- one of the more recent additions, includes topographical surveys, maps, tourist type articles, etc.

GERMANS - Nice to see this ethnic group portrayed in such a positive light. Local Germans are hard working, athletic, happy, beer drinkers who do not get drunk, like to compete in gymnastic contests, love to dance, etc.


GLASS - a particular favorite of mine, since I dig for, and collect old glass embossed bottles. Bottles, window glass, demi-johns, looking glasses, etc. As time allows, I will scan in some of my "dug" antique bottles for your viewing pleasure.

- usually Presidents, Congress, and taxes, new states and territories. Many other government related articles will be found under POLITICS.



GYPSIES - always a few passing through, telling fortunes, trading horses, stealing chickens, and kidnapping local children.

HAMPSHIRE & HAMPDEN COUNTIES (MA)    A catch all section for all those towns not privileged to be in Franklin County, and yet covered fairly thoroughly here. So look for articles on Amherst, Northampton, and the Massachusetts Agricultural College (the earlier name of the University of Massachusetts).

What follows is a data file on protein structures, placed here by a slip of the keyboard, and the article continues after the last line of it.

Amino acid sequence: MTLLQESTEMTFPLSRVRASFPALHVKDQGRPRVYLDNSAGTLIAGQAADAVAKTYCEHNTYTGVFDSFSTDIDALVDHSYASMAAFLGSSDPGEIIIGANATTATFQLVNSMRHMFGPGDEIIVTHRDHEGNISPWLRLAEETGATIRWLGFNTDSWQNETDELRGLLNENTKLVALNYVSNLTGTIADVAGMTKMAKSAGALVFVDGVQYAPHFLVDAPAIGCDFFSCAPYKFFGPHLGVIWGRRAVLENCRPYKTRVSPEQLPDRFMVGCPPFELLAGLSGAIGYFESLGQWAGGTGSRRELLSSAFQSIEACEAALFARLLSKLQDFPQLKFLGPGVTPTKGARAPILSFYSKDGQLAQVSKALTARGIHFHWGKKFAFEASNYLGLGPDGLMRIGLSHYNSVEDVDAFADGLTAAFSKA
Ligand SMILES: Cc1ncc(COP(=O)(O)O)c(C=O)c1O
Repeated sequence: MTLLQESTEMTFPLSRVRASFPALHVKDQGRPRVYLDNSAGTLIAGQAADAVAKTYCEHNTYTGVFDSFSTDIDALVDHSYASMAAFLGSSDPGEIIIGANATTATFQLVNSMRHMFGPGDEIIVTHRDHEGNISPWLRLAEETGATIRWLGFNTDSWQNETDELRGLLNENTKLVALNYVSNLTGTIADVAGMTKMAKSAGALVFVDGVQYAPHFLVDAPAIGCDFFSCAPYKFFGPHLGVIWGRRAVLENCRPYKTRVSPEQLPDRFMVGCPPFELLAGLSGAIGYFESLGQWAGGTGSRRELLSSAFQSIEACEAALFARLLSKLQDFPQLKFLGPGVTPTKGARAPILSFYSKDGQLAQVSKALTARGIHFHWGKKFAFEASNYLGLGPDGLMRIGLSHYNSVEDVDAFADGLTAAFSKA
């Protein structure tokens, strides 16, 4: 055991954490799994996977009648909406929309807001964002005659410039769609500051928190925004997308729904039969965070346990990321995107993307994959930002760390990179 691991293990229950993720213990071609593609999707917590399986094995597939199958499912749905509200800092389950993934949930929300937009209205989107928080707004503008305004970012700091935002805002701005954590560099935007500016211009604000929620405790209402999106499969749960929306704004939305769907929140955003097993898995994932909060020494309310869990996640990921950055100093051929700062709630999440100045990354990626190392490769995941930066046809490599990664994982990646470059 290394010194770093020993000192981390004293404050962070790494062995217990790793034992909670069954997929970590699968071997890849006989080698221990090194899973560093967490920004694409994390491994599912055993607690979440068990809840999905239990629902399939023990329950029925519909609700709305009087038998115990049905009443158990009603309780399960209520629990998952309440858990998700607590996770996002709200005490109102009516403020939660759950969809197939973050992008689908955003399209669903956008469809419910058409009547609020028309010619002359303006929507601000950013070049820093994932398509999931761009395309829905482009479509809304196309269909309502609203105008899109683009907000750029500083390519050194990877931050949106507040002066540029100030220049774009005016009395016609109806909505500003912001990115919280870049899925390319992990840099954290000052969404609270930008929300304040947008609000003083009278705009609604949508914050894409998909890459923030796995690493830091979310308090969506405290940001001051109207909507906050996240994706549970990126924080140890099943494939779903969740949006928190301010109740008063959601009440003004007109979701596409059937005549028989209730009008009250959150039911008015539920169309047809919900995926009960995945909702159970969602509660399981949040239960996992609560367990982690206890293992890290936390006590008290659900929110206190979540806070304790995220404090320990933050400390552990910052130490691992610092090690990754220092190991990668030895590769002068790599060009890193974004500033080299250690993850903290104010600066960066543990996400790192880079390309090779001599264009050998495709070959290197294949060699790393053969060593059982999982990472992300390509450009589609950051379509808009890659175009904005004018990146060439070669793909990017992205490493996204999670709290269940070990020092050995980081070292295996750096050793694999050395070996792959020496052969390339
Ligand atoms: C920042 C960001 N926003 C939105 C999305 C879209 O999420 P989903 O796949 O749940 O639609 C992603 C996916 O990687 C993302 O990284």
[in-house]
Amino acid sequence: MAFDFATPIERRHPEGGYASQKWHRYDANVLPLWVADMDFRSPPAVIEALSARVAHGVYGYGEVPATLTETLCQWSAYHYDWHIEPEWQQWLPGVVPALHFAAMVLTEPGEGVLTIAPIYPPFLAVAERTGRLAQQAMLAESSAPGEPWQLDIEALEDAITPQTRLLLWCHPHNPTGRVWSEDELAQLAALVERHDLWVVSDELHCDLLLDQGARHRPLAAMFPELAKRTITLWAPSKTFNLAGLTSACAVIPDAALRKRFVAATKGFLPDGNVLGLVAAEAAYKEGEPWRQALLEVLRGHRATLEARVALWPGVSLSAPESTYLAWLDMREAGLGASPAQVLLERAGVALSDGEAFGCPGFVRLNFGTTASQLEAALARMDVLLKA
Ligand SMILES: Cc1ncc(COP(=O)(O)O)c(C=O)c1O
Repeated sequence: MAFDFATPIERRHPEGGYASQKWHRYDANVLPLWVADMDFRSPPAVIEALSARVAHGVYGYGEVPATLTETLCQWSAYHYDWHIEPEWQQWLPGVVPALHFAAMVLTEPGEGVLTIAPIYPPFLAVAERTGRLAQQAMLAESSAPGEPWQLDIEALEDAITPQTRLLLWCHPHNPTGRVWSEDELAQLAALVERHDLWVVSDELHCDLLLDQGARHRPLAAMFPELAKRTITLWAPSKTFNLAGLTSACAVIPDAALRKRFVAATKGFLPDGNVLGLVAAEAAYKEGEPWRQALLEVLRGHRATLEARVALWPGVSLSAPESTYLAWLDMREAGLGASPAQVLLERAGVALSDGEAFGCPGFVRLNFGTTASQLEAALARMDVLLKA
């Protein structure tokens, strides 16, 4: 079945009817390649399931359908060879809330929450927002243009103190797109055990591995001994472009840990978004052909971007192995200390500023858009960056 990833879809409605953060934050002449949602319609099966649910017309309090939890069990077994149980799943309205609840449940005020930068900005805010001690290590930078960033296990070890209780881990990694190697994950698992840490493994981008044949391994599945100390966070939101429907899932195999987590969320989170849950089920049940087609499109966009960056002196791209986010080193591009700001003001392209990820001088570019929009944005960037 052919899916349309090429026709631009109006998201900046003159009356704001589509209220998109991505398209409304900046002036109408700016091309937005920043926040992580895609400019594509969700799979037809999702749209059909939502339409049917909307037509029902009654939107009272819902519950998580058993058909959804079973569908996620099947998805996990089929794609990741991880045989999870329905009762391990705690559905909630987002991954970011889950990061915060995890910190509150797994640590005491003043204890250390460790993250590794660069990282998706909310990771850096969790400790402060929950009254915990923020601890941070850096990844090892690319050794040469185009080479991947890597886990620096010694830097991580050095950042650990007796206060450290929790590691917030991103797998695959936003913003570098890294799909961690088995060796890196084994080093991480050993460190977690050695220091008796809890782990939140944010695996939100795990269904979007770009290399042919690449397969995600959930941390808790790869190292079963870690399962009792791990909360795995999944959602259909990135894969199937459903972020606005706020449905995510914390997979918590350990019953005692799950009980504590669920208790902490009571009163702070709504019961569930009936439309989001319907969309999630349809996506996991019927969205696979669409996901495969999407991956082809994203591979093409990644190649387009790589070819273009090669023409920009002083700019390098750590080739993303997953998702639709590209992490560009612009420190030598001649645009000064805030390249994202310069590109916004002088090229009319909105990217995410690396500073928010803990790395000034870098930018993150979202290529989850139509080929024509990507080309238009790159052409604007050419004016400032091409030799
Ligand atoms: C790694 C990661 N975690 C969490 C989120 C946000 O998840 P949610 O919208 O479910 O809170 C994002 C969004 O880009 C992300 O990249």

HANDICAPPED - the blind, the deaf, the lame, the insane - all find a home here. Cork legs, poor houses and alms-houses, deformed infants, hunchbacks, etc.



HERITAGE ACTIVITIES - will come into their own a little later. For now, centennial celebrations are included here.

HISPANICS - another catchall heading. Latin American activities, as well as Spanish Peninsular items. This subject heading will probably be combined with LATIN AMERICA eventually.

HISTORY - well, it’s all history to us, right? But included here are items which were of historic interest to the inhabitants of the 1870’s - the early days of Greenfield, Deerfield, and Montague; the founding of historical organizations, like the Pocumtuck Valley Memorial Association, and genealogical family histories.

HOLIDAYS - not much different from today’s celebrations. Of course the 4th of July was a maelstrom of fireworks and severed limbs, and Christmas advertising did not occur untilthe two issues before Dec. 25th. Sabbath Schools all had their holiday celebrations, complete with Christmas trees and a song fest, and Valentine’s Day had already started its decline into ignorant and joke cards. Washington’s birthday, All Fool’s Day, May Day, Thanksgiving, New Year’s Day, and Memorial Day are all represented. No sign of Halloween yet.

is rapidly nearing completion. Read about the 19th century version of the "Big Dig".